I wasn’t sure about buying this one when I have so many photography books on my Wordery list but found I couldn’t leave the shop without it. It’s about the size, and heft, of one of the old phone books. The paper is thick creamy cartridge, compellingly touchable. It really does feel like a sketchbook. There are glossy pages at the end showing some of the final works made from the sketches in the book.
The book provides us with a selection from Perry’s sketchbooks starting with his student days at art college in Portsmouth, to the sketches for his House for Essex which welcomed its first guests in 2015. I would have loved to have seen sketches for his self portrait “Map of Days” but these weren’t included. There were however sketches for other work based around imaginary maps. There are sketches, collage, felt pens, inks and washes, technical drawings… I never knew what would be on the next page and suspended all other reading as I worked my way through this book. It is so interesting that no matter what format the final work – tapestry, ceramic, clothing, etching, motorbike, furniture, house – they all start out as a sketch. Large or small, 2d or 3d, traditional art media or the blinking enormous and unexpected, they all start as sketches and this blows me away.
I was introduced to his work via the OCA who referenced his Reith lectures in an introductory course. I found these both engaging and accessible. What I find possibly even more compelling than his work is his creative process, and this book shines a massive detailed spotlight onto that process. His introduction is the best reason yet I’ve seen for keeping a sketchbook (ie not just a blog or a notebook full of lines and words).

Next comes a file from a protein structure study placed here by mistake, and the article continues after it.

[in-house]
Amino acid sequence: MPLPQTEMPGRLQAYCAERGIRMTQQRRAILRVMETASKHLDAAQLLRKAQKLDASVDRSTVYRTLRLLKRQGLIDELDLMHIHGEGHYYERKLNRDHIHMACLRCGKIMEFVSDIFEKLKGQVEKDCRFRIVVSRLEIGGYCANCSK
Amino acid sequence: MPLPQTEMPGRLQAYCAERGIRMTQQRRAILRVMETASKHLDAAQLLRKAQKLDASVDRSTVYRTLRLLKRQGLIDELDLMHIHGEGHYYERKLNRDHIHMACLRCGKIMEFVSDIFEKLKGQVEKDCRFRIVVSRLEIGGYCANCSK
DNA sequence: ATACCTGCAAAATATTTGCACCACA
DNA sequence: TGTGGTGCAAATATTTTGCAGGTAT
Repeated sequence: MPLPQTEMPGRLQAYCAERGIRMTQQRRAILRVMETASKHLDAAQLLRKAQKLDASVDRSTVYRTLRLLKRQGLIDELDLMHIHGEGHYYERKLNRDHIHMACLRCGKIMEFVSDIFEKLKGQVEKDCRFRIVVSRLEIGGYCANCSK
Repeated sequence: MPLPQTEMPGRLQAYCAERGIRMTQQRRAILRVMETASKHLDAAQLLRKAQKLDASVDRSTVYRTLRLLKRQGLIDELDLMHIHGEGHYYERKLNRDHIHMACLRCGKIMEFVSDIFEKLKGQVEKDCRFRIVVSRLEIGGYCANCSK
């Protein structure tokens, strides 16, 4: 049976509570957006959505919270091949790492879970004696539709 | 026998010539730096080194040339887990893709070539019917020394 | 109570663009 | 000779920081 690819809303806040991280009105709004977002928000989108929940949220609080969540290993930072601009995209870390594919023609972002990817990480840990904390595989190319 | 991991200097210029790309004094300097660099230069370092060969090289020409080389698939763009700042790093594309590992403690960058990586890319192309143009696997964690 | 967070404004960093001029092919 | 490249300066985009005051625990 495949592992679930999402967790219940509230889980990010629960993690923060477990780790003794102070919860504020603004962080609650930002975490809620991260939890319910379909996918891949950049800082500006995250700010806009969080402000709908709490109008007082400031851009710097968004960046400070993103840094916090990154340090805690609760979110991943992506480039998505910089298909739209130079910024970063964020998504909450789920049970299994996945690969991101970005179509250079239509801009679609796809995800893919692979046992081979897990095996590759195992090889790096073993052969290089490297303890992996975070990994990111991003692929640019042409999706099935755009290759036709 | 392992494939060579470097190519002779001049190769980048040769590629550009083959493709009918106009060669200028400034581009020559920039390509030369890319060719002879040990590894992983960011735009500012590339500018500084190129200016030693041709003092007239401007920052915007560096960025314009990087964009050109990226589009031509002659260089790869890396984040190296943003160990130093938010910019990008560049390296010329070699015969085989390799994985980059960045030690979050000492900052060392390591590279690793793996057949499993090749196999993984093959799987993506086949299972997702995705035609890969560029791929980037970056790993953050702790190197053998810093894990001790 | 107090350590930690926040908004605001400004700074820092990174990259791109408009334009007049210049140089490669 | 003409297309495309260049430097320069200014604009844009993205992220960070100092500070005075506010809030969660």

A sketchbook is a place where I can discuss ideas with myself, a place I work through and refine an idea […] before I will let it run around the studio and then the world. A sketchbook is an airlock for visual thoughts. […] The sketchbook is the place to make mistakes – they are cheap in time and materials. The sketchbook is where I download my visual ideas for the first time.
Reading this book made me think about all the things I “kept meaning to do” with my own sketchbook. I owned up to both a Fine Art friend and the wider OCA community that my sketching is crap and I want to improve (I am the sketching equivalent of illiterate). So now I sketch one thing every day and send it to my friend. I’m going to have a few lessons with her too, in between finishing this course and starting whatever the next one will be. I went to the stationers and tried to explain what I needed to secure photos in my sketchbook in such a way that they could be seen and removed/replaced.
Perry, G. (2016). Sketchbooks. 1st ed. UK: Particular Books.